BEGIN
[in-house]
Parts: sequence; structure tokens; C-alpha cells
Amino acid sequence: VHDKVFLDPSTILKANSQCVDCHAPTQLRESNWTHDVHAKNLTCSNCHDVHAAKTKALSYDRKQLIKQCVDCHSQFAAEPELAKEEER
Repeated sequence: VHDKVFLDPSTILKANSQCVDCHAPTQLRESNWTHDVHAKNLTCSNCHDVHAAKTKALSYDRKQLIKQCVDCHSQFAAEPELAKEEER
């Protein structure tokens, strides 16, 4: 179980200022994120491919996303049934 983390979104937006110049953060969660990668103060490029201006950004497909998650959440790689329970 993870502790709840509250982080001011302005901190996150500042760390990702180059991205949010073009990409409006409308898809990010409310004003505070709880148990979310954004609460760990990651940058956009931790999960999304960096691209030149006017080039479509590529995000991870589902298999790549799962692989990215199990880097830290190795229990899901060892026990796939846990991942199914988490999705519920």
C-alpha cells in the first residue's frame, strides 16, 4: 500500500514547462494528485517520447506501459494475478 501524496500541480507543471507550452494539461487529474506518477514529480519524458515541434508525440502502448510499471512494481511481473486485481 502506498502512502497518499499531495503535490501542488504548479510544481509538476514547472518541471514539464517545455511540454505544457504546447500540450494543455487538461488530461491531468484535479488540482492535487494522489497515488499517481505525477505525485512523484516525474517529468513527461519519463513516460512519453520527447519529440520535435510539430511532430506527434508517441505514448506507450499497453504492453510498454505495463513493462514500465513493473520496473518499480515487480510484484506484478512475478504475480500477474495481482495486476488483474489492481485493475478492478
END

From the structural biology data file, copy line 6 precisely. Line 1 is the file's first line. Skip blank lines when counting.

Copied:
C-alpha cells in the first residue's frame, strides 16, 4: 500500500514547462494528485517520447506501459494475478 501524496500541480507543471507550452494539461487529474506518477514529480519524458515541434508525440502502448510499471512494481511481473486485481 502506498502512502497518499499531495503535490501542488504548479510544481509538476514547472518541471514539464517545455511540454505544457504546447500540450494543455487538461488530461491531468484535479488540482492535487494522489497515488499517481505525477505525485512523484516525474517529468513527461519519463513516460512519453520527447519529440520535435510539430511532430506527434508517441505514448506507450499497453504492453510498454505495463513493462514500465513493473520496473518499480515487480510484484506484478512475478504475480500477474495481482495486476488483474489492481485493475478492478